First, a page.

"If the new regime in Kabul wants diplomatic recognition, or to unlock the billions that are currently frozen, they will have to ensure safe passage for those who wish to leave the country, to respect the rights of women and girls, to prevent Afghanistan from, again, becoming an incubator for global terror, because that would be disastrous for Afghanistan."

It comes after the Government faced criticism for its response to the Afghanistan crisis.

Labour has accused ministers of being "missing in action".

On Saturday, chairman of the foreign affairs select committee and Tory MP Tom Tugendhat described the UK's efforts to withdraw people from Afghanistan as a "sprint finish after a not exactly sprint start".

Major General Charlie Herbert, an Afghanistan veteran who has campaigned on behalf of translators, said in comments reported by the Daily Mail that the Foreign Secretary should consider his position carefully.

"If Dominic Raab is not up to the task in hand he must stand down now and let someone else deal with this crisis," the paper quoted the veteran as saying.

"If any abandoned interpreter or local staff member is killed at the hands of the Taliban, their blood will be on the hands of the Prime Minister and his Foreign, Defence and Home Secretaries," Mr Herbert added.

More Latest News

See more More Latest News

A Trident test launch has failed

Trident launch fails for second time in a row in blow for Navy, as missile 'falls yards from nuclear sub that fired it'

People Kevin Costner

Divorce of Kevin Costner and Christine Baumgartner finalised

Jonnie Irwin and his wife, Jessica

Jonnie Irwin's grieving wife Jessica breaks silence as she reveals his death 'still doesn't feel real' two weeks on

Prince William has called for an end to the Israel-Hamas war

Prince William ‘knew making plea for permanent peace in Gaza would cause controversy’ - but ‘felt he had no choice’

Alexei Navalny was 'murdered' by Putin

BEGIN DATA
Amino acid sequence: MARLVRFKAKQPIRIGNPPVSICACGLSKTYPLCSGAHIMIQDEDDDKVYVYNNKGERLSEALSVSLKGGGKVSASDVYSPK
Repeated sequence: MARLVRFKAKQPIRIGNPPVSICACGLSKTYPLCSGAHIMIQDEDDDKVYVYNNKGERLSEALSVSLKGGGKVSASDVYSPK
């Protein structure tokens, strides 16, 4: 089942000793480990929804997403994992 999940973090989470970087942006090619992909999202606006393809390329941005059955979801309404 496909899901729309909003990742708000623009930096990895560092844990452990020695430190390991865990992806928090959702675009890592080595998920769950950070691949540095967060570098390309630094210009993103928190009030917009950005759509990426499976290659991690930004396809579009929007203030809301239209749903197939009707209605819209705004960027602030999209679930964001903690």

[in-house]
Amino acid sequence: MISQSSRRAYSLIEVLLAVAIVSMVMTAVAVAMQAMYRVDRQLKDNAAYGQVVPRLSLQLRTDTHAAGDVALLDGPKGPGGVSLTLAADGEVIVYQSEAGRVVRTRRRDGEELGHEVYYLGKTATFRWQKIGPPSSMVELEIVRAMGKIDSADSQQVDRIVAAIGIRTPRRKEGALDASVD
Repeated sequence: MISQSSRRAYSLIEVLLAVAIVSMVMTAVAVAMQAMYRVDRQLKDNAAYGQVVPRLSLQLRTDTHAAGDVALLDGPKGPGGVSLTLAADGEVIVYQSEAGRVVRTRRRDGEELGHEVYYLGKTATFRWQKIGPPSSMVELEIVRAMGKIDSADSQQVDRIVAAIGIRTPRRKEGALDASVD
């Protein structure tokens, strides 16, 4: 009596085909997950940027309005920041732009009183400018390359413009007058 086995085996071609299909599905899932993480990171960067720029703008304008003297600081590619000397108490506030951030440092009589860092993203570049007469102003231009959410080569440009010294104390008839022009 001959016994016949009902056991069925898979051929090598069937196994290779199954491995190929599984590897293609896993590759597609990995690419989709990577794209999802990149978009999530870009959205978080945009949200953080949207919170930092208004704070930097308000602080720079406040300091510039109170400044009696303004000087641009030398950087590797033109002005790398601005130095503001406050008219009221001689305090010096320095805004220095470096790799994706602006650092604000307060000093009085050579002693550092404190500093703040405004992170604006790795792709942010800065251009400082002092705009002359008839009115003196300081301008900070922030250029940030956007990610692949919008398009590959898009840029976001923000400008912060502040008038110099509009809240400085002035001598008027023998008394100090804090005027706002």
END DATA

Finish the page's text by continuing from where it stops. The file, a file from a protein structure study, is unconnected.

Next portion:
Putin plans to launch ‘killing spree’ against Russia critics in the UK after Alexei Navalny 'murder'

Defendant Ruby Franke looks on during court in St George, Utah

YouTuber Ruby Franke apologises at sentencing in child abuse case

Duane 'Keffe D' Davis in court during a status hearing at the Regional Justice Centre in Las Vegas

Ex-gang leader’s murder trial over Tupac Shakur killing pushed back to November

Ruby Franke will serve up to 60 years in prison

Parenting advice YouTuber and influencer Ruby Franke jailed for abusing her children

Shehbaz Sharif

Rivals of Pakistan ex-premier Khan name Shehbaz Sharif as joint candidate for PM

Palestinian crowds struggle to buy bread from a bakery in Rafah, Gaza Strip

UN World Food Programme suspends aid amid chaos in northern Gaza

The Security Council meets before voting on a resolution concerning a ceasefire in Gaza at United Nations headquarters

US vetoes UN resolution demanding immediate humanitarian ceasefire in Gaza

Under the order, Lingham is banned from entering Holt Lowes between February 1 and October 1.

Shell-shocked: 'Addicted' Norfolk man 'illegally collected 3,000 native bird eggs'

In an apparent attempt to get ahead of another possible rebellion, Labour on Tuesday tabled its lengthy amendment, which will be voted on tomorrow.

'I want to do what is right': Labour's ceasefire motion is 'broader' and 'goes further' than the SNP's, says David Lammy

Prince William has called for an end to the Israel-Hamas war

Israel says Gaza war will only end when 'Hamas is dismantled' in direct reply to Prince William’s intervention

David Neal has been sacked by the Home Office

Home Office fires immigration chief inspector David Neal after claims about security risks at major London airport

Exclusive
Shahd Waleed is trying to leave Rafah with her parents and enter Egypt

'They want us to experience pain': Young woman trapped in Rafah with her parents tells of terror as Israel invasion looms